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Season 2 of ‘Better Things’ Arrives
September 14, 2017  | By Roger Catlin
 

Better Things is even better as its second season starts tonight (9/14) on FX at 10 p.m. ET.

Pamela Adlon, who stars, co-writes and directs each episode has found a kind of breakthrough in making a series about a woman like herself, who is a struggling actor and a single mom, balancing a trio of eccentric daughters. 

Eschewing the rhythms not only of multi-camera sitcoms, but even those of more modern single camera comedies as well, her series, like the series of her writing partner and co-producer Louis C.K., Louie, is more into the realm of ‘70s films, where things happened, they moved to the next scene, and things weren’t always spelled out for the viewer.

In tonight’s season premiere, she begins by herself in the bathroom, trying to calm herself with breathing, before she enters the rest of her rambling home, where there is a party going on.

We figure out on our own that the reason her friend (Lucy Davis) is upset is because her ex-boyfriend, a 35-year-old European sleaze, has dropped her for Max (Mikey Madison, below), the teenage daughter of Adlon’s character, Sam.

Sam’s doing all she can to not to lose it, in fear of losing her. “If I want to have my daughter in my house, I have to have him here,” she explains.

This seems like excellent mothering, except that her youngest daughter Duke (Olivia Edward) is playing a wholly inappropriate Truth or Dare game with her friends upstairs. 

Eventually, Max has a heart-to-heart. She’s in over her head with this relationship; he brings her to parties where people are all 40. Mom nods and knows what to do. The kiss-off is imminent.

None of this builds to a big laugh riot, but rather a pleasingly realistic set of scenes that engage with the characters and performances. 

Music plays a role as well. Already Adlon has been paying a lot to use John Lennon’s “Mother” as the show theme song. This season’s music allowance doesn’t let up either, with the Rolling Stones’ “Wild Horses,” Son House’s “John the Revelator” and the Kinks “Around the Dial” all cued up as end credit songs (The latter suggests she must know of the Kinks’ song “Better Things,” even if she hasn’t used it yet). 

One big theme this year is her meeting a single dad she could really get serious about, and it scares her. She’s got a lot to worry about; Sam’s brash personality can be pretty hard to take, and the navigation can be tough. Then there are problems with aging pets and her aging mother (Celia Imrie) who lives next door.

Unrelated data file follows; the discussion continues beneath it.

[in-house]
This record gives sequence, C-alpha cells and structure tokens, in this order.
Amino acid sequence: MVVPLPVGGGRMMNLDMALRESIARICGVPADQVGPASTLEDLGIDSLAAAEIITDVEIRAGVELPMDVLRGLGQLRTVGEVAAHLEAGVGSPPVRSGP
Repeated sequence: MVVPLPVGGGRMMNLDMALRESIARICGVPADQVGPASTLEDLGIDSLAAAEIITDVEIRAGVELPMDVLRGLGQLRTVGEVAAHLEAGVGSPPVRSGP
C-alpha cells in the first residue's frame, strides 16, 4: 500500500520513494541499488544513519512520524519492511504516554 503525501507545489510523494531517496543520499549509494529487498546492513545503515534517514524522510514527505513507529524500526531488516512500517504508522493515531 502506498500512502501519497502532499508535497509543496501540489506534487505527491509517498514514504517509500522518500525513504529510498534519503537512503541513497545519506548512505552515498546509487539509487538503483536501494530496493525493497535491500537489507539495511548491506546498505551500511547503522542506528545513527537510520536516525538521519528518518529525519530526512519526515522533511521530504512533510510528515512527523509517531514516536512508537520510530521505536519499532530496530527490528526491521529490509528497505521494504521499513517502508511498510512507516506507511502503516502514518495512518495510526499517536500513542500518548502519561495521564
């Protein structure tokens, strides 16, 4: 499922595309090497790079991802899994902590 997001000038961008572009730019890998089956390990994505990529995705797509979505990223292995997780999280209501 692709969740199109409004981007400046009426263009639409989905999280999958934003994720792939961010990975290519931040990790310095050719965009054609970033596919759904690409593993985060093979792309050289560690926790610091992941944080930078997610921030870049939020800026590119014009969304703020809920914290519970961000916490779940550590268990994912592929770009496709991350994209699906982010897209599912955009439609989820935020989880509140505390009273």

There is a glimpse into the acting life with a scene of her doing cartoon voiceovers and a car commercial over and over and over. But she’s good enough to be a teacher of an acting class as well, where she informs her students that 95 percent of the stuff they’ll be given to say will be terribly written.

The scenes are from one of the episodes written by C.K. and it turns into one of the best when Sam demands to hear what others would say for her eulogy. 

Another written by C.K., Episode 2, begins with an elaborate kiss-off of a guy she’s been dating who she barely tolerated and ends with a girls’ trip that she flees — or seems to flee — so she can spend time with her daughters. That kind of imagining, and magical realism was a trait of his old series.

And Better Things, oddly, may be the closest thing we’ll have to Louie, as he seems to show no interest in continuing that show (and there’s no new season in the works).

C.K. and Adlon go way back, of course. They played husband and wife in their noble one season 2006 HBO experiment Lucky Louie (left), which attempted to see if the multi-camera, live audience approach could actually work with modern comedy. She’s popped up since then as a crazed wife on Californication and of course on Louie too as well as her many cartoon voices.